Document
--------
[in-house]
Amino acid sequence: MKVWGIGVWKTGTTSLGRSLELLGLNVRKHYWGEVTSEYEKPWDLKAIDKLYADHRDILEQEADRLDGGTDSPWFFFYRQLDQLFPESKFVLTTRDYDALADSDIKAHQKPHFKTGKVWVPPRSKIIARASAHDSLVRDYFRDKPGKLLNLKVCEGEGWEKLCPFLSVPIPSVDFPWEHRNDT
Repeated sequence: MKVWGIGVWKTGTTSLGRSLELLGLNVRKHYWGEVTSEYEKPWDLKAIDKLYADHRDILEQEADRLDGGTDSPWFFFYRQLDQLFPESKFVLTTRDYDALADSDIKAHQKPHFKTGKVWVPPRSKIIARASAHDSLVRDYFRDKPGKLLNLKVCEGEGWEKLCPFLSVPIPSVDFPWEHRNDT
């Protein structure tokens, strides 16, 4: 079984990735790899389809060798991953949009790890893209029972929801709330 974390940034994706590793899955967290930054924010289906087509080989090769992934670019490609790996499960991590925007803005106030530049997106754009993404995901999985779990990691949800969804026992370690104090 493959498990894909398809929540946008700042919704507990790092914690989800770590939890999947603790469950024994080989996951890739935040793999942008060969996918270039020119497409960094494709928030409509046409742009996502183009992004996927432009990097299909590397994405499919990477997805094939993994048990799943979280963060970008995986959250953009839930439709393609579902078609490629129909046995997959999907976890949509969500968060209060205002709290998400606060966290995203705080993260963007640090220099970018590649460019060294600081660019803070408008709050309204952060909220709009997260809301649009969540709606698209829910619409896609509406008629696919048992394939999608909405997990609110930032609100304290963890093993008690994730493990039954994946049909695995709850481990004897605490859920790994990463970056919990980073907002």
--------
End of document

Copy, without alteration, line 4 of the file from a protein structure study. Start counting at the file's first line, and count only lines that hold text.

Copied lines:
């Protein structure tokens, strides 16, 4: 079984990735790899389809060798991953949009790890893209029972929801709330 974390940034994706590793899955967290930054924010289906087509080989090769992934670019490609790996499960991590925007803005106030530049997106754009993404995901999985779990990691949800969804026992370690104090 493959498990894909398809929540946008700042919704507990790092914690989800770590939890999947603790469950024994080989996951890739935040793999942008060969996918270039020119497409960094494709928030409509046409742009996502183009992004996927432009990097299909590397994405499919990477997805094939993994048990799943979280963060970008995986959250953009839930439709393609579902078609490629129909046995997959999907976890949509969500968060209060205002709290998400606060966290995203705080993260963007640090220099970018590649460019060294600081660019803070408008709050309204952060909220709009997260809301649009969540709606698209829910619409896609509406008629696919048992394939999608909405997990609110930032609100304290963890093993008690994730493990039954994946049909695995709850481990004897605490859920790994990463970056919990980073907002």